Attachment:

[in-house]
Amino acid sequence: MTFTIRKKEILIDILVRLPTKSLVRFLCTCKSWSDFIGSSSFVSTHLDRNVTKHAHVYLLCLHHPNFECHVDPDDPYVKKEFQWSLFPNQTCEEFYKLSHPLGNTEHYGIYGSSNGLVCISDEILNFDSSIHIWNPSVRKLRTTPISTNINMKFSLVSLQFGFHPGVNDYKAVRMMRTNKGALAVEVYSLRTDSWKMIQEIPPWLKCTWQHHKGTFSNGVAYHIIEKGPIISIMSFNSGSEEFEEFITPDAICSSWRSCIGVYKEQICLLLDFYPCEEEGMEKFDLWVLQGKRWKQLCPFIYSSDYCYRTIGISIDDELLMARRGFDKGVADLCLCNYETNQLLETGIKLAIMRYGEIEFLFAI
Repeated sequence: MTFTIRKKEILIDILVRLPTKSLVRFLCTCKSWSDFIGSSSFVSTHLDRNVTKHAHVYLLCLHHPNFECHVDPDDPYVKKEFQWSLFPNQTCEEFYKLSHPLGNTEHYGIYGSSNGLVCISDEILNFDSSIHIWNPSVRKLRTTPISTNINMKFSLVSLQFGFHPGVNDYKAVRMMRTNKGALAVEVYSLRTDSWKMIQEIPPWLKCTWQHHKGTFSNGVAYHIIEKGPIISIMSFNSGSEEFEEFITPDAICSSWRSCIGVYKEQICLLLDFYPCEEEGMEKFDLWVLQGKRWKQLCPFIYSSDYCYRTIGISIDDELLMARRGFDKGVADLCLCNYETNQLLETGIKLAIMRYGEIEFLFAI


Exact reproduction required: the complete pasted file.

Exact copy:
[in-house]
Amino acid sequence: MTFTIRKKEILIDILVRLPTKSLVRFLCTCKSWSDFIGSSSFVSTHLDRNVTKHAHVYLLCLHHPNFECHVDPDDPYVKKEFQWSLFPNQTCEEFYKLSHPLGNTEHYGIYGSSNGLVCISDEILNFDSSIHIWNPSVRKLRTTPISTNINMKFSLVSLQFGFHPGVNDYKAVRMMRTNKGALAVEVYSLRTDSWKMIQEIPPWLKCTWQHHKGTFSNGVAYHIIEKGPIISIMSFNSGSEEFEEFITPDAICSSWRSCIGVYKEQICLLLDFYPCEEEGMEKFDLWVLQGKRWKQLCPFIYSSDYCYRTIGISIDDELLMARRGFDKGVADLCLCNYETNQLLETGIKLAIMRYGEIEFLFAI
Repeated sequence: MTFTIRKKEILIDILVRLPTKSLVRFLCTCKSWSDFIGSSSFVSTHLDRNVTKHAHVYLLCLHHPNFECHVDPDDPYVKKEFQWSLFPNQTCEEFYKLSHPLGNTEHYGIYGSSNGLVCISDEILNFDSSIHIWNPSVRKLRTTPISTNINMKFSLVSLQFGFHPGVNDYKAVRMMRTNKGALAVEVYSLRTDSWKMIQEIPPWLKCTWQHHKGTFSNGVAYHIIEKGPIISIMSFNSGSEEFEEFITPDAICSSWRSCIGVYKEQICLLLDFYPCEEEGMEKFDLWVLQGKRWKQLCPFIYSSDYCYRTIGISIDDELLMARRGFDKGVADLCLCNYETNQLLETGIKLAIMRYGEIEFLFAI